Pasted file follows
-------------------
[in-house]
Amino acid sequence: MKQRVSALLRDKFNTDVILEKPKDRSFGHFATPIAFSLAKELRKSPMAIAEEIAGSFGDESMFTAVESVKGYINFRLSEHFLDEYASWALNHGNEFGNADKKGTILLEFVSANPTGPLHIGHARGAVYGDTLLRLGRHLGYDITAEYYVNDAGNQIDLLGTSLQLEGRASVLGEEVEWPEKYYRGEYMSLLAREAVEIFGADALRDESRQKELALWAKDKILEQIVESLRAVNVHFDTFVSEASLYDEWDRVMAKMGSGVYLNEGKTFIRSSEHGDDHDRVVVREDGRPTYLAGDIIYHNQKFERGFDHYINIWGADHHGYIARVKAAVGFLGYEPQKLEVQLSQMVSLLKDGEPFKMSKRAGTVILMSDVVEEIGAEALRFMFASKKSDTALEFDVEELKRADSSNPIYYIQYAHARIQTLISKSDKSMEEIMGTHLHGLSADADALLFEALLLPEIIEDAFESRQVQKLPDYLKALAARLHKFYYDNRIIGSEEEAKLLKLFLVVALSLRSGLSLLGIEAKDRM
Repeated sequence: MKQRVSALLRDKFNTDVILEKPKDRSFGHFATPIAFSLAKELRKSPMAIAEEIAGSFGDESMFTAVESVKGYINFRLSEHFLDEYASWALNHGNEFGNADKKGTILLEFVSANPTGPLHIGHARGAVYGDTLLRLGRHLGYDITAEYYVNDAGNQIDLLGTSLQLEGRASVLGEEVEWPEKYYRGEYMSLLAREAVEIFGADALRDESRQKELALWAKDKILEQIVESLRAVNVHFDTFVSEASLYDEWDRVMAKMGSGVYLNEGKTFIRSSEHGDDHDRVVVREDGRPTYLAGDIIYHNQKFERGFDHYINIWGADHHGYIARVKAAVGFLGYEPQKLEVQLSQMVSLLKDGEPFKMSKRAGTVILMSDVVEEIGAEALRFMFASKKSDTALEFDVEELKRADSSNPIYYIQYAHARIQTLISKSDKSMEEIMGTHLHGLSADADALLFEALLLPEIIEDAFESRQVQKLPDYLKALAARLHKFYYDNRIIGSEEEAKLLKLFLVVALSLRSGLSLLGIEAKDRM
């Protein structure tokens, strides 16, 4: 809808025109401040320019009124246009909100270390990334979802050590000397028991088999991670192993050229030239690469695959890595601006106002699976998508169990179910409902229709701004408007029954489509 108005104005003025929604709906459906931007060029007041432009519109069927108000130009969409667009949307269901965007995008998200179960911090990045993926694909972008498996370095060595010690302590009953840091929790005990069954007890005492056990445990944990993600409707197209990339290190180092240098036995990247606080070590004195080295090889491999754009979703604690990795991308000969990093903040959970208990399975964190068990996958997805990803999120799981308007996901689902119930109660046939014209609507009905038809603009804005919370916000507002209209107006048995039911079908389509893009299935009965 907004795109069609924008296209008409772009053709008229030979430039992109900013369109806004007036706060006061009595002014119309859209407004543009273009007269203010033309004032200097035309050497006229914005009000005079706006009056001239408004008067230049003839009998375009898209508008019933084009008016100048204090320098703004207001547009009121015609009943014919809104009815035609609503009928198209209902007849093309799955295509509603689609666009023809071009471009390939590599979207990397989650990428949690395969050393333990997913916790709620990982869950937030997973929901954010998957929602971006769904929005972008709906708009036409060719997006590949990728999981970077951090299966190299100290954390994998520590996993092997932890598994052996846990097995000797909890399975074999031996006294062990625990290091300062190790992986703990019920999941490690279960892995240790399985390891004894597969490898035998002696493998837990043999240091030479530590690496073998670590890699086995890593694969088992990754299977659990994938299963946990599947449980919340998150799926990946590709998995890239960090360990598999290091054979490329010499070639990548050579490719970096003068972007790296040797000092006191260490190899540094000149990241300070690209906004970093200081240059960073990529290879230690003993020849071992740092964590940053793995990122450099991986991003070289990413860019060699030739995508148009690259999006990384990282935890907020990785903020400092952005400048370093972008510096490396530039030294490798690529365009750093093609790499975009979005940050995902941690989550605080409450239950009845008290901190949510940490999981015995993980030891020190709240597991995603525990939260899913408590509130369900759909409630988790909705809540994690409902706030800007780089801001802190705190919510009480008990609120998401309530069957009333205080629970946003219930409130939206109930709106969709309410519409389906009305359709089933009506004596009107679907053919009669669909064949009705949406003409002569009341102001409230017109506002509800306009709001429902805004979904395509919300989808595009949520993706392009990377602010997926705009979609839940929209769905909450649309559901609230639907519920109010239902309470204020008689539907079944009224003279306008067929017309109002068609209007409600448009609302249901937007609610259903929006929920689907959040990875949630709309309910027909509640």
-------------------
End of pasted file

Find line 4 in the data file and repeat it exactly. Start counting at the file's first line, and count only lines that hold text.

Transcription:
């Protein structure tokens, strides 16, 4: 809808025109401040320019009124246009909100270390990334979802050590000397028991088999991670192993050229030239690469695959890595601006106002699976998508169990179910409902229709701004408007029954489509 108005104005003025929604709906459906931007060029007041432009519109069927108000130009969409667009949307269901965007995008998200179960911090990045993926694909972008498996370095060595010690302590009953840091929790005990069954007890005492056990445990944990993600409707197209990339290190180092240098036995990247606080070590004195080295090889491999754009979703604690990795991308000969990093903040959970208990399975964190068990996958997805990803999120799981308007996901689902119930109660046939014209609507009905038809603009804005919370916000507002209209107006048995039911079908389509893009299935009965 907004795109069609924008296209008409772009053709008229030979430039992109900013369109806004007036706060006061009595002014119309859209407004543009273009007269203010033309004032200097035309050497006229914005009000005079706006009056001239408004008067230049003839009998375009898209508008019933084009008016100048204090320098703004207001547009009121015609009943014919809104009815035609609503009928198209209902007849093309799955295509509603689609666009023809071009471009390939590599979207990397989650990428949690395969050393333990997913916790709620990982869950937030997973929901954010998957929602971006769904929005972008709906708009036409060719997006590949990728999981970077951090299966190299100290954390994998520590996993092997932890598994052996846990097995000797909890399975074999031996006294062990625990290091300062190790992986703990019920999941490690279960892995240790399985390891004894597969490898035998002696493998837990043999240091030479530590690496073998670590890699086995890593694969088992990754299977659990994938299963946990599947449980919340998150799926990946590709998995890239960090360990598999290091054979490329010499070639990548050579490719970096003068972007790296040797000092006191260490190899540094000149990241300070690209906004970093200081240059960073990529290879230690003993020849071992740092964590940053793995990122450099991986991003070289990413860019060699030739995508148009690259999006990384990282935890907020990785903020400092952005400048370093972008510096490396530039030294490798690529365009750093093609790499975009979005940050995902941690989550605080409450239950009845008290901190949510940490999981015995993980030891020190709240597991995603525990939260899913408590509130369900759909409630988790909705809540994690409902706030800007780089801001802190705190919510009480008990609120998401309530069957009333205080629970946003219930409130939206109930709106969709309410519409389906009305359709089933009506004596009107679907053919009669669909064949009705949406003409002569009341102001409230017109506002509800306009709001429902805004979904395509919300989808595009949520993706392009990377602010997926705009979609839940929209769905909450649309559901609230639907519920109010239902309470204020008689539907079944009224003279306008067929017309109002068609209007409600448009609302249901937007609610259903929006929920689907959040990875949630709309309910027909509640």